Pisco Punch was a drink concocted toward the end of the 19th century by a barman named Duncan Nicol at the Bank Exchange in downtown San Francisco (where the Transamerica building now stands). Pisco, a clear grape brandy either unaged or aged in glass or stainless steel (which prevents color being added) is debated as being originally from Peru or Chile. Both countries have a history of making this spirit, although the methods of production differ slightly. Several types of grape are used, most often Muscat varietals. Pisco became popular in San Francisco during the Gold Rush, was widely imported, and was known for being quite alcoholic without tasting strong. Pisco punch was often compared to lemonade, but with “a kick like a mule.” Unfortunately the Bank Exchange closed its doors at the start of Prohibition, and cagey Mr. Nicol took his recipe to his grave.

What we do know are the ingredients of this drink: Pisco, lemon juice and pineapple gum syrup. Gum syrup (also known by its French spelling, gomme) was widely used back when bartending was a learned trade like any other, and bartenders passed on their knowledge in apprenticeships. They regularly made syrups, bitters, infusions and other ingredients for cocktails. Unfortunately, when Prohibition occurred, the men either had to find other work or leave the country, and a lot of culinary knowledge pertaining to drink-making was lost. So gum syrup largely stopped being used in favor of the far easier to make simple syrup. Gum arabic, resin from the gum acacia tree, is expensive and difficult to incorporate into a sugar syrup, and mixing water and sugar is, well, simple. But gum arabic lends a silky, viscous texture to cocktails that simple syrup does not.

Many modern bars, if they make a Pisco Punch at all, use a pineapple syrup made without gum arabic. And this, I think, is the problem with most incarnations. For a drink with only three components, one of which is the light and delicate Pisco, each one plays a very specific role. Without gum arabic, the drink is thin and rather flat. But with the added viscosity, it is round and flavorful, not rich per se, but full-bodied and satisfying.

Pisco Punch is not a true punch. (More on that later.) But it is well suited for being served as a punch, that is, in a large bowl for a crowd. Keep in mind, however, that dilution is a key component in this and any other drink, so you may want to add some water if the punch will be consumed rapidly. Otherwise let sit over large pieces of ice for a little while before serving, so the drink comes to an adequate balance.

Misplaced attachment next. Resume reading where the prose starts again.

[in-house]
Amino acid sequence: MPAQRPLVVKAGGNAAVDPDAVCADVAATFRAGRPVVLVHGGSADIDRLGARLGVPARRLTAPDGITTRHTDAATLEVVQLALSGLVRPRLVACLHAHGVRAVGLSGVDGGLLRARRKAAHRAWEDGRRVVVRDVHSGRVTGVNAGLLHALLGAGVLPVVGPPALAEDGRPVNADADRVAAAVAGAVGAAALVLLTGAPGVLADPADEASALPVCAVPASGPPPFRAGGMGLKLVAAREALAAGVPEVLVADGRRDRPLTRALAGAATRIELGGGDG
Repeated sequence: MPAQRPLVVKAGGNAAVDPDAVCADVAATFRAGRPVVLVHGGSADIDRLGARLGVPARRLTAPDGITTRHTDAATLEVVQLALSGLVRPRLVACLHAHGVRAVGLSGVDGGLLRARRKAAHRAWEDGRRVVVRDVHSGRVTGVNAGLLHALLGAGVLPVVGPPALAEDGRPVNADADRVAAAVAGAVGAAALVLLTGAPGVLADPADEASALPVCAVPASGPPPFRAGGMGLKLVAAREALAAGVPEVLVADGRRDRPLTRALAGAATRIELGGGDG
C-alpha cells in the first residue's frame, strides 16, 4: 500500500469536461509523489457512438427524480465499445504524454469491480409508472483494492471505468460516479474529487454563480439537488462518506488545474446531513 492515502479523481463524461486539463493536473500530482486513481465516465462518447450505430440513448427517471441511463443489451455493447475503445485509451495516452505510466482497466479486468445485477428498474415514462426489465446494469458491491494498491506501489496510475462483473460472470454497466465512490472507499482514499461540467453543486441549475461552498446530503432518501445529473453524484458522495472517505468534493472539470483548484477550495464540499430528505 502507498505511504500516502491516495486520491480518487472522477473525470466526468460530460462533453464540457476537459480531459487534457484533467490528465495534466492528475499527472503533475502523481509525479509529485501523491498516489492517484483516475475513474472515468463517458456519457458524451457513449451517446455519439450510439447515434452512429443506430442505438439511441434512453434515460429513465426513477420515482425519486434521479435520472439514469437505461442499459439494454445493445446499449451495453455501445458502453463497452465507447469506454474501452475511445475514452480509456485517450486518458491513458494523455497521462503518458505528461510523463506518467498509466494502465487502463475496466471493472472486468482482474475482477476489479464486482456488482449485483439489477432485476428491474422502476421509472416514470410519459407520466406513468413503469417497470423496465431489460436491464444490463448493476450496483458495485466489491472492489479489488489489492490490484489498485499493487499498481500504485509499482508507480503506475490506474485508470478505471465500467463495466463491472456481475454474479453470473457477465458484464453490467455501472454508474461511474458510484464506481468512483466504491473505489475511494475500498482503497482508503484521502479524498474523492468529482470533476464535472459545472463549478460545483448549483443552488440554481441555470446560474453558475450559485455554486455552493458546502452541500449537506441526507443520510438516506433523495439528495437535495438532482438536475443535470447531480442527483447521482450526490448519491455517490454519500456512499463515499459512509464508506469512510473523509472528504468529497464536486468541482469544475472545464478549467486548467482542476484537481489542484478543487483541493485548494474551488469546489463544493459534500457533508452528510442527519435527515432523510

Of course, it certainly can be served as a single cocktail, as pictured above. The proportions are absurdly easy, so scaling to any volume is simple. An added bonus is that when shaken vigorously with big chunks of ice, the gum arabic froths up to a nice foamy head and gives the drink a lovely white cap.

Pisco Punch
1 oz fresh lemon juice
1 oz Pineapple Gum Syrup (this recipe is for Small Hand Foods syrup; if you make your own, add to taste)
2 oz Pisco (I use Marian Farms California-style Pisco. Neither Peruvian nor Chilean, this biodynamic farm in the San Joaquin Valley distills fantastic brandy in a copper pot still from Muscat and Thompson grapes.)

Shake vigorously with large chunks of ice and double-strain into a coupe. Garnish with a strip of lemon zest if desired.


I read cookbooks like novels. Cover to cover. You know how a lot of dudes have stacks of books in their bathrooms? My stacks are cookbooks. (And I like to take baths.)

Being the diligent bar geek that I am, I love old bar books. Most of us relish finding obscure recipes from out-of-print books that are interesting and delicious, and serving them along with their back stories. When Plymouth released their Sloe gin, Dominic Venegas started serving the San Franciscan at Bacar. It’s a cocktail listed in Trader Vic’s Bartender’s Guide from 1947. Delicious. (And beautiful. Dom’s got the sexiest collection of bar tools of anyone I’ve seen. Watching him work is an absolute pleasure.)

Once I started making cocktail ingredients in earnest, I scoured my old bar books for recipes. But aside from a few notable exceptions (Christian Schultz, the “other” author of Jerry Thomas’ How to Mix Drinks, of course), there isn’t much by way of ingredient recipes beyond fruit and liquor infusions and the like. But then I found The Royal English and Foreign Confectioner: A Practical Treatise On The Art Of Confectionary In All Its Branches. Turns out it was drawn upon heavily for a book called The Art of Confectionary, which I had been looking for but was one of those rare, expensive auction types. But Kessinger Publishing has started reprinting vintage books under its Legacy Reprint series, and now I have a whole chapter on syrups! Including capillaire!

Capillaire is a gum syrup of sorts seasoned with maidenhair fern and orange flower water. There are many varieties of maidenhair fern, but the one called for in this recipe is Adiantum pedatum, or North American maidenhair. Evidently the plant is mildly toxic when fresh, but neutralized when cooked. (Much like apricot kernels, so I’m in familiar territory here.) Capillaire syrup was originally used to soothe throat and lung ailments. I’ve been looking for maidenhair fern with no success yet. I may have to buy a bunch of plants from an organic nursery and dry them.

Although, I have come across several recipes for capillaire that omit the fern altogether, so maybe it doesn’t contribute much by way of flavor. You know I’ve got to try the original though!